Chronic myeloid leukemia (CML) is a leukemic disorder the prognosis of which has been revolutionized by the use of several generations of tyrosine kinase inhibitors (TKI). During the course of treatment, patients can develop chromosomal abnormalities in addition to Philadelphia-positivity (Ph).1 These Ph clonal chromosomal abnormalities (CCA/Ph) could be considered markers of disease progression. A subgroup of patients has been clearly identified with fewer responses and worse outcome.2 In addition, a few patients can also develop clonal chromosomal abnormalities in Ph-negative (Ph) cells (CCA/Ph). Based on small case series and anecdotal reports, the European Leukemia Net (ELN)3 and the National Comprehensive Cancer Network Guidelines4 did not consider that the presence of CCA/Ph negatively affects the prognosis provided there was no sign of bone marrow (BM) dysplasia, but chromosome −7/del(7q) abnormalities were identified as a red signal. Since 2001, a number of cases with chromosome 7 abnormalities have been reported, some of them harboring signs of myelodysplastic syndrome (MDS) or of acute myeloid leukemia (AML).75 The precise risk of MDS or AML with 7/del(7q) abnormalities is unclear and most of the cases have been reported with a short follow up.
In this issue of Haematologica, Bidet et al.8 report on the largest group of 26 CML patients presenting −7/del(7q) abnormalities treated front line with TKI with a median follow up of 6.47 years. These patients achieve lower cumulative incidence of deep molecular response, more frequently present BM signs of dysplasia, and are more frequently switched to second-generation TKI.
It is important to point out that CCA/Ph clones can only be identified when patients with CML achieve a cytogenetic response. Thus, if physicians want to capture these clones, they should propose that patient undergoes BM cytogenetic analysis during the course of the disease, and at least for the first two years. In addition, BM smears are also essential to detect signs of MDS/AML. Clonal additional abnormalities are usually identified as abnormalities present in ≥2 out of 20 metaphases or if the abnormalities are present in one metaphase in ≥2 assessments.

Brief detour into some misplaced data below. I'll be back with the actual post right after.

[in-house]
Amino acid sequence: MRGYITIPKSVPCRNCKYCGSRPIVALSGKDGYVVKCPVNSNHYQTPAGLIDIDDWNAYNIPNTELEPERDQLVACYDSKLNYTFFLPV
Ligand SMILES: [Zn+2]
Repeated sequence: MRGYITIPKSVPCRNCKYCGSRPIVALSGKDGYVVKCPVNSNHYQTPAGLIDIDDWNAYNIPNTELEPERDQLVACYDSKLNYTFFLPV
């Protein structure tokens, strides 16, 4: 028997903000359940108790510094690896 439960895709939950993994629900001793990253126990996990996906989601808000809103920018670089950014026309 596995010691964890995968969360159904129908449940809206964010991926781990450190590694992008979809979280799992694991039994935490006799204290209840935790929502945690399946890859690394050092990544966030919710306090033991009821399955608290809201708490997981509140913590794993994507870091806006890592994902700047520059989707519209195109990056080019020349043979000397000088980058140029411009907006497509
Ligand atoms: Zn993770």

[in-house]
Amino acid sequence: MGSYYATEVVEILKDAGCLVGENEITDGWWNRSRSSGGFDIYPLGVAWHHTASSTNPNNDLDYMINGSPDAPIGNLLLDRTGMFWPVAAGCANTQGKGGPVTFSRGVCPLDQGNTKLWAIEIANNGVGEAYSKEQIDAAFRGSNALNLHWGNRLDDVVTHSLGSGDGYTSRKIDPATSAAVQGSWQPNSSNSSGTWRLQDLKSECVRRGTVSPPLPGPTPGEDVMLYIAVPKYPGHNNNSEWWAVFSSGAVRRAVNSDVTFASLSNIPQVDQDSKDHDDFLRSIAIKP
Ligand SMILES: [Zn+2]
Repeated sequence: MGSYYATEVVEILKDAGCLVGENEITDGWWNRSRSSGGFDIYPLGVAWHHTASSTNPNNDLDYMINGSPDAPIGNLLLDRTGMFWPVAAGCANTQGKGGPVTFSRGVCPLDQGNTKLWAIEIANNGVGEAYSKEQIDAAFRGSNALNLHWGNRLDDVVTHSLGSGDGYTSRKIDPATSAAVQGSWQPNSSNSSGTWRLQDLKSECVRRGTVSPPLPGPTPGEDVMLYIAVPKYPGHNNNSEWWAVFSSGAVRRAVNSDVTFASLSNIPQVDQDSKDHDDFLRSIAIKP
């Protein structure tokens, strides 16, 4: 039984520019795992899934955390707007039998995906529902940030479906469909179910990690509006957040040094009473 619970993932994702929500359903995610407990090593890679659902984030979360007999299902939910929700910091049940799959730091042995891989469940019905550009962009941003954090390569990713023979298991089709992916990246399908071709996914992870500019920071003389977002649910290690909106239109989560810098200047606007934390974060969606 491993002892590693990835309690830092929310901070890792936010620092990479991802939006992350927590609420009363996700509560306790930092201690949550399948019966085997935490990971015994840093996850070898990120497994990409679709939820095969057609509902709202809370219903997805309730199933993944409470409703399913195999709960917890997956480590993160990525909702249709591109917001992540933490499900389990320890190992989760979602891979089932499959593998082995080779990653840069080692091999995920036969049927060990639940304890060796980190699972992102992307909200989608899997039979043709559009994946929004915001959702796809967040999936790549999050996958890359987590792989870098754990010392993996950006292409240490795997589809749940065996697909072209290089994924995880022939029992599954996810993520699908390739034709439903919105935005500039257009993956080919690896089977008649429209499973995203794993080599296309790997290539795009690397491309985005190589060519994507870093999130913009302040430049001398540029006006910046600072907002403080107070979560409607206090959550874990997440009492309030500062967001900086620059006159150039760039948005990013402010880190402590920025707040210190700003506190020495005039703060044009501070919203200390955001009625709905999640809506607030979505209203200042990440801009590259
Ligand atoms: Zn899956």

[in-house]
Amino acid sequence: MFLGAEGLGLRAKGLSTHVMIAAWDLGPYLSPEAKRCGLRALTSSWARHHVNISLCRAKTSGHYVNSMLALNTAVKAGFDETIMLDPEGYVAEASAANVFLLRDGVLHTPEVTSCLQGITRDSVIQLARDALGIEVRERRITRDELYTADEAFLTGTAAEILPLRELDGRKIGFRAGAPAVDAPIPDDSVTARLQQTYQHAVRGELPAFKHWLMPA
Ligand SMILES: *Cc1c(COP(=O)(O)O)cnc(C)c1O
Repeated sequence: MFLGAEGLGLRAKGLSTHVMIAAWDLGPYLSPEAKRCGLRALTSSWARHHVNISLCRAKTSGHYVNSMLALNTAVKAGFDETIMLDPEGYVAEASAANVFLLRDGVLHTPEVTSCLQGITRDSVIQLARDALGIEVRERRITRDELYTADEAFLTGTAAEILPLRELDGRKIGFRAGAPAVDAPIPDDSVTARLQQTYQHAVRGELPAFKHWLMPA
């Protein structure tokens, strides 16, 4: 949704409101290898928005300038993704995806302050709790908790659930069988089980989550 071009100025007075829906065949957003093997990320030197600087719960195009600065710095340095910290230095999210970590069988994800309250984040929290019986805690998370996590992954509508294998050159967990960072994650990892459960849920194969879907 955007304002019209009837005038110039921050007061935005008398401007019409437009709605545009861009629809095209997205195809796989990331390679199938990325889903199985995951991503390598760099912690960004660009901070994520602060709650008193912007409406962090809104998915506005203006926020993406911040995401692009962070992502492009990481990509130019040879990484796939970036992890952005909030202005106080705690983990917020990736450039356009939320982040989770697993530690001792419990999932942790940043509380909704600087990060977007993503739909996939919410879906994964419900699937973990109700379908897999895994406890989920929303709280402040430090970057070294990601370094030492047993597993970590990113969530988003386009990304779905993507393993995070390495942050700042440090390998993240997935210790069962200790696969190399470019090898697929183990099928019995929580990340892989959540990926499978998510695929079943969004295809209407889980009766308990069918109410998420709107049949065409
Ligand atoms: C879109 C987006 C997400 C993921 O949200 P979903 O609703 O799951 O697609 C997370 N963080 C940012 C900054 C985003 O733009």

The first case with a deletion of 7q was reported by Gambacorti-Passeri,9 and subsequently more details were provided by several groups on occasional individual cases. Soon after, Andersen et al.10 reported on a patient who developed monosomy 7 after 12 months of imatinib therapy with BM hypoplastic signs and dysplastic features. Although CCA/Ph abnormalities is a rare observation, the risk of developing MDS or AML has not been precisely defined, and the proportion of patients with chromosome 7 abnormalities is not really known. Thus, it is important to perform studies on a large group of CML patients developing additional clonal abnormalities. By 2011, Groves et al.5 had reviewed all cases published since 2002. The study cohort included 53 patients. The majority were in chronic phase but six had accelerated phase at the time of starting TKI. Previous treatment was interferon for 39 patients and only six patients were previously untreated. Of the 53 patients, −7 was the sole abnormality in 29 patients, −7 with +8 as an additional abnormal Ph clone in 14 patients, and del(7q) in ten patients. The chromosome 7abnormality was present in two or more metaphases in all but three patients. In the nine patients who developed AML, only one patient survived despite intensive chemotherapy or allogeneic stem cell transplantation. Resolution of MDS (refractory anemia with ring sideroblasts) was noted in one patient after discontinuation of TKI. Based on this survey, it was suggested that the risk of a second malignancy with −7 was significantly higher since none of the patients with del(7q) developed MDS or AML. As AML is an important event, the risk of developing AML was analyzed. Factors influencing the onset of AML appeared to be persistence (compared to transience) of a Ph-7clone, particularly −7sole, and a clone size of 50% or more at diagnosis; time to diagnosis of MDS/AML should also be considered. Transformation to MDS/AML was observed within six months of Ph −7 detection in 15 patients, with only one patient diagnosed at 11 months. Of the 12 patients with follow up of more than six months, none developed a second myeloid malignancy, suggesting that the risk of MDS/AML is higher within the first six months of Ph −7 detection than at later time points (P<0.0001). Karimata et al.11 reported a single case of a 60-year Japanese man who was treated for seven years with various doses of imatinib. He had several episodes of cytopenia, and five years after the start of imatinib, a cytogenetic analysis revealed a complete cytogenetic response but monosomy 7 was detected in 16 out of 20 cells. BM smears showed a refractory anemia with multilineage dysplasia which progressed to AML and death. Two additional cases of monosomy 7 out of 155 CML chronic phase patients were subsequently reported.6 The median time of the first appearance of monosomy 7 was six months. The clone of monosomy 7 persisted for eight years in the patient who achieved sustained major molecular response (MMR) and six months until BM transplantation in the second patient. More recently, the group of Cortes conducted a retrospective analysis of patients treated front line with first-, second-, and third-generation TKI.7 Among the 598 evaluable patients, 108 (18%) had CCA/Ph. Of these, 4 patients with monosomy 7 had the worst survival.